Reverting to the three powers before mentioned, it is not to be understood, that on Mr. Coleridge’s hypothesis of Life, they ever act separately; but in the different modifications of Life, at one time the power of magnetism predominates, at another that of electricity, and at another that of chemistry. Magnetism is stated to act as a line, electricity as a surface, and chemistry as a solid; for all which Mr. Coleridge refers to certain physical experiments. The predominance of magnetism is characterised by reproduction, that of electricity by irritability; and irritability, which first appears as muscle, gradually rises into sensibility as nerve. The limits of a mere introduction will not permit me to examine Mr. Coleridge’s first principles more in detail; and I can but briefly notice their application to the successive stages of ascent, from the first rudiments of individualised Life, in the lowest classes of the mineral, vegetable, and animal creation, to its crown and consummation in the human body. Beginning with magnetism, by which, in its widest sense, he means what he improperly calls the first and simplest differential act of Nature (he should rather have said the first and simplest conception that we can form of a differential act of God, in the work of creation), he supposes the pre-existence of chaos, not, indeed, in the Miltonic sense—
“For hot, cold, moist, and dry, four champions fierce, Strive there for mast’ry, and to battle bring Their embryon atoms,—”
but rather as one vast homogeneous fluid, and even that he suggests not as a historical fact, but as the appropriate symbol of a great fundamental truth. The first effort of magnetic power, the first step from indifference to difference, from formless homogeneity to independent existence, is seen in the tranquil deposition of crystals; and an increasing tendency to difference is observable in the increasing multitude of strata, till we come to organic life; of which the vegetable and animal worlds may be regarded as opposite poles; carbon prevailing in the former and azote in the latter; and vegetation being characterised by the predominance of magnetism in its highest power, as reproduction; whilst the animal tribes evince the power of electricity, as shown in irritability and sensibility. Passing over the forms of vegetation, we come to the polypi, corallines, &c., in which individuality appears in its first dawn; for a multitude of animals form, as it were, a common animal, and different genera pass into each other, almost indistinguishably. The tubipora of the corals connects with the serpula of the conchylia. In the mollusca the separation of organs becomes more observable; in the higher species there are rudiments of nerves, and an exponent, though scarcely distinguishable, of sensibility. In the snail, and muscle, the separation of the fluid from the solid is more marked, yet the prevalence of the carbonic principle connects these and the preceding classes, in a certain degree, with the vegetable creation. “But the insect world, taken at large (says Mr. Coleridge) appears as an intense Life, that has struggled itself loose, and become emancipated from vegetation—Floræ liberti, et libertini!” In insects we first find the distinct commencement of a separation between the muscular system, that is, organs of irritability, and the nervous system, that is, organs of sensibility; the former, however, maintaining a pre-eminence throughout, and the nerves themselves being probably subservient to the motory power. With the fishes begins an internal system of bones, but these are the results of a comparatively imperfect formation, being in general little more than mere gristle. In birds we find a sort of synthesis of the powers of fish and insects. In all three, the powers are under the predominance of irritability; but sensibility, which is dormant in the insect, begins to awaken in the fish, and, though still subordinate, is quite awake in the bird, of which no better proof can be given than its power of sound, with the rudiments of modulation, in the large class of singing birds, and in some others a tendency to acquire and to imitate articulate speech. The next step of ascent brings us to the mammalia; and in these, including beasts and men, the complete and universal presence of a nervous system raises sensibility to its due place and rank among the animal powers. Finally, in Man the whole force of organic power attains an inward and centripetal direction, and the “apex of the living pyramid”becomes a fit receptacle for Reason and Conscience.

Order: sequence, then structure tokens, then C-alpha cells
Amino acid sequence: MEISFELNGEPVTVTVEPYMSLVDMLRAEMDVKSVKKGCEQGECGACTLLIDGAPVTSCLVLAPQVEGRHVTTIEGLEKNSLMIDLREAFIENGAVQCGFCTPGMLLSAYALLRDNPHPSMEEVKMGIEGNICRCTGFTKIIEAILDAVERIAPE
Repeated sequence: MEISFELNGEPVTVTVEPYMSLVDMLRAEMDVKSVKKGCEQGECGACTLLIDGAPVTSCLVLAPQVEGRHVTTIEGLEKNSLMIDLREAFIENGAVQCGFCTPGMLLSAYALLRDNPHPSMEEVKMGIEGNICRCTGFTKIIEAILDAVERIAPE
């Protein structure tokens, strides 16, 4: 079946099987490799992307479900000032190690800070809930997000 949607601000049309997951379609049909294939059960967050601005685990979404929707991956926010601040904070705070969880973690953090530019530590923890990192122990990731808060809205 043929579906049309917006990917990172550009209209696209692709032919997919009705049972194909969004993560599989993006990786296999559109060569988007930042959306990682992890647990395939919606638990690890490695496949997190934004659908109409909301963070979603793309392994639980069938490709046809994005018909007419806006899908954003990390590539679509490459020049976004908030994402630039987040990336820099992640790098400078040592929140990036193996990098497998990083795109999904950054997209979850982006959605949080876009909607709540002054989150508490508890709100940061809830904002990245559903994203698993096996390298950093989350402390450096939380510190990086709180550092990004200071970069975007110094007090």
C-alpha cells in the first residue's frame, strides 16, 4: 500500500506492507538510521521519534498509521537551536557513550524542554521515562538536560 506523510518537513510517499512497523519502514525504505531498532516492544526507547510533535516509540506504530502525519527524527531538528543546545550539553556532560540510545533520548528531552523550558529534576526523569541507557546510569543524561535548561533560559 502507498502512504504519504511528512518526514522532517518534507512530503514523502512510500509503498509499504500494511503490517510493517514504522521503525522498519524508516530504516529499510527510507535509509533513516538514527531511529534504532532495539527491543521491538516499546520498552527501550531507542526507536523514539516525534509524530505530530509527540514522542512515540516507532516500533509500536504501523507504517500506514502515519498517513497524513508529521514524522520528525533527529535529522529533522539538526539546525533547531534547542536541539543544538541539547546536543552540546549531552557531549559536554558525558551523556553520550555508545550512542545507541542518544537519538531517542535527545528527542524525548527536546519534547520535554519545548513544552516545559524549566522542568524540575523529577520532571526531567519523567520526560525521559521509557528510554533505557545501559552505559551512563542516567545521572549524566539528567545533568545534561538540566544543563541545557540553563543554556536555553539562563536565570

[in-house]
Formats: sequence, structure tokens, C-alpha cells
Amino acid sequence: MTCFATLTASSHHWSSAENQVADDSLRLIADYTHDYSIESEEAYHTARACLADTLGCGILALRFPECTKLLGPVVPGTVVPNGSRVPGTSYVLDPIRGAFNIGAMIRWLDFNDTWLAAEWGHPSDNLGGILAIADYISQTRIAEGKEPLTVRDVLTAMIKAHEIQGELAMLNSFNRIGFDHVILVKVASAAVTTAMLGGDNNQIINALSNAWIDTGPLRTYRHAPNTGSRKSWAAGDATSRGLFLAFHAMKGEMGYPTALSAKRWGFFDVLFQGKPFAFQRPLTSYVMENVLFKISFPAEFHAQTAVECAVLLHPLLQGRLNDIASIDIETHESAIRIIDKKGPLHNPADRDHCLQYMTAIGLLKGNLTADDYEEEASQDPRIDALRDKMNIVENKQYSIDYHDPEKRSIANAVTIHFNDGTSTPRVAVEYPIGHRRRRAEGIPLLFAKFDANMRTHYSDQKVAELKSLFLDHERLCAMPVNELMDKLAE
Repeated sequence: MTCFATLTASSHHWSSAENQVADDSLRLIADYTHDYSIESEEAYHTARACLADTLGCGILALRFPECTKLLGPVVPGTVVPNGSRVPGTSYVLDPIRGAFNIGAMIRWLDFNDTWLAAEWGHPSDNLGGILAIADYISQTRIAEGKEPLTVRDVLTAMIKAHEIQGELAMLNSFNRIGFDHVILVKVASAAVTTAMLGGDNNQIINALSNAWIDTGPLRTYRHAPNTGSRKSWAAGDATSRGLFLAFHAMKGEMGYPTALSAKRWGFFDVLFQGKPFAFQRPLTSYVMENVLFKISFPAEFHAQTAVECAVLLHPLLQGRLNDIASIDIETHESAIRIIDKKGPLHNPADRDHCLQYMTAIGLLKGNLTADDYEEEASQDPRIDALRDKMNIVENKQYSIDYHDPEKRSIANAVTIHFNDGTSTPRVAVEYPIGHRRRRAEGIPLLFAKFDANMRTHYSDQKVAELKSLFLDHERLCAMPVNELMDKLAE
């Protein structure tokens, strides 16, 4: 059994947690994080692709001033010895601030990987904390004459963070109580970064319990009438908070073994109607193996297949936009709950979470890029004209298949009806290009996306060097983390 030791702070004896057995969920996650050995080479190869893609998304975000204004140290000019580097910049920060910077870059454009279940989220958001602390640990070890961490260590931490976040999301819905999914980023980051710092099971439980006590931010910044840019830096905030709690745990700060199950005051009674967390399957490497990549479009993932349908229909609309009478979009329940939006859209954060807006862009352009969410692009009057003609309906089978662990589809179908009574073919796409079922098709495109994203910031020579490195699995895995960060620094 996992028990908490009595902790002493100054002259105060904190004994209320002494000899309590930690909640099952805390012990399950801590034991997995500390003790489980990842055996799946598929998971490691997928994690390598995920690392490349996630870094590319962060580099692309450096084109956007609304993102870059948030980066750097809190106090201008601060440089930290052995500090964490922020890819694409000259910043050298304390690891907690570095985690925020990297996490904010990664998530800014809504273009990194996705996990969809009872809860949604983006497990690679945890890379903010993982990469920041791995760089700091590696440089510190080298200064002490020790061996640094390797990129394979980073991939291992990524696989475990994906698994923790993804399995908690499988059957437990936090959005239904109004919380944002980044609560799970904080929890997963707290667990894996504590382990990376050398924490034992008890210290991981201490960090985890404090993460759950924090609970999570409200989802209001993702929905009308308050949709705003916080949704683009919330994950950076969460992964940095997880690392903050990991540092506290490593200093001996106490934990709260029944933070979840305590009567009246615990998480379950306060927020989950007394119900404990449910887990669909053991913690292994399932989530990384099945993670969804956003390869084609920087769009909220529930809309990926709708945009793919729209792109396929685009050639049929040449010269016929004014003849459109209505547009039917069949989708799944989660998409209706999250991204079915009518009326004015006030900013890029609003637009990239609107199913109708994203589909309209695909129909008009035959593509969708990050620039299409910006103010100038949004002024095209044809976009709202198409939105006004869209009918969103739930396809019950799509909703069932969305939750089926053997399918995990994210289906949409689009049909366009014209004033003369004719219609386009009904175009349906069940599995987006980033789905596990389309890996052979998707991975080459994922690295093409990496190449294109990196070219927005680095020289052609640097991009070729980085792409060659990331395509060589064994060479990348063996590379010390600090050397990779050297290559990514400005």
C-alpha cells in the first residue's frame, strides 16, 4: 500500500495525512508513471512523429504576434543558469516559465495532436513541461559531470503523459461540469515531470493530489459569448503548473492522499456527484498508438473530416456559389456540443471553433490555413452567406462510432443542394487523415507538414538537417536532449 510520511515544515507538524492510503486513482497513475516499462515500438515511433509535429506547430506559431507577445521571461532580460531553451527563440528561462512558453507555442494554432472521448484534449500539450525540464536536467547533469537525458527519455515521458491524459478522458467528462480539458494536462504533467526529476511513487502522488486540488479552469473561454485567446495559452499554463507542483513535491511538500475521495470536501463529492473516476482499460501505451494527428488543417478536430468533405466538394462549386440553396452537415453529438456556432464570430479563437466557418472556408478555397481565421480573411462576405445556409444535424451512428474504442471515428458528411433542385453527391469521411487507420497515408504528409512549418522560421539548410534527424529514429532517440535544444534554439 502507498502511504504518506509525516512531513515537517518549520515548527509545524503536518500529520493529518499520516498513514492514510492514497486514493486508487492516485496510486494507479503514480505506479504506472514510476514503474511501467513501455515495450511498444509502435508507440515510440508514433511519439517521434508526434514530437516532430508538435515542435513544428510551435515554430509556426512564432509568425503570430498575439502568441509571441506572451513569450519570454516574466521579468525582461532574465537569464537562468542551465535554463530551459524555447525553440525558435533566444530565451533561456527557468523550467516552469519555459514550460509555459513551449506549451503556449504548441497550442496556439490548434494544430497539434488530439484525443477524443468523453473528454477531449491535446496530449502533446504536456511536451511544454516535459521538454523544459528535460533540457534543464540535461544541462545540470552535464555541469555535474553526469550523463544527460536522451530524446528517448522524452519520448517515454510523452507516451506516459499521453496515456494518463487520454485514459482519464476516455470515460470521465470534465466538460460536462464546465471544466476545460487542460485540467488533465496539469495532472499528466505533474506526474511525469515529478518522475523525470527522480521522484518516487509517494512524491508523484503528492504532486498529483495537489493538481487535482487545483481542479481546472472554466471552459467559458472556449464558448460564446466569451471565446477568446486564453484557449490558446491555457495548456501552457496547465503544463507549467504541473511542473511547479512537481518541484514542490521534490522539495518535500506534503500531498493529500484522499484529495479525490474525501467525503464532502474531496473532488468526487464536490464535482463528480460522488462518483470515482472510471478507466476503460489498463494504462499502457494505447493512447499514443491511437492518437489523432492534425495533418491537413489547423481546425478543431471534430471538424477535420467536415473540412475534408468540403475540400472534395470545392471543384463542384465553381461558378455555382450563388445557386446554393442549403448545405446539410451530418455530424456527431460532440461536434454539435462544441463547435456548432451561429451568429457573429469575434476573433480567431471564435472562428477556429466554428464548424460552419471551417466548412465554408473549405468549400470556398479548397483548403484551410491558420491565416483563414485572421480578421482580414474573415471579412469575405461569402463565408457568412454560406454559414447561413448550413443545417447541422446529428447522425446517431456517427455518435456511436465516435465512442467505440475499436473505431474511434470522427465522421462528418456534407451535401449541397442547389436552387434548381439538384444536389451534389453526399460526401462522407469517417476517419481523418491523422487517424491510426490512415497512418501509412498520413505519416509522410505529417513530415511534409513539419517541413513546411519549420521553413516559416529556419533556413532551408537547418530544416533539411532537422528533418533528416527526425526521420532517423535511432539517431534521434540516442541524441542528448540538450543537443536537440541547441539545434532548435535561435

It is much to be regretted, that the estimable Author did not live to put a finishing hand to this Essay; but the part completed involves speculations of so interesting a nature, and presents such striking marks of deep and original thought, that the Editor, to whose hands it was committed, did not feel himself justified in withholding it from the judgment of the public.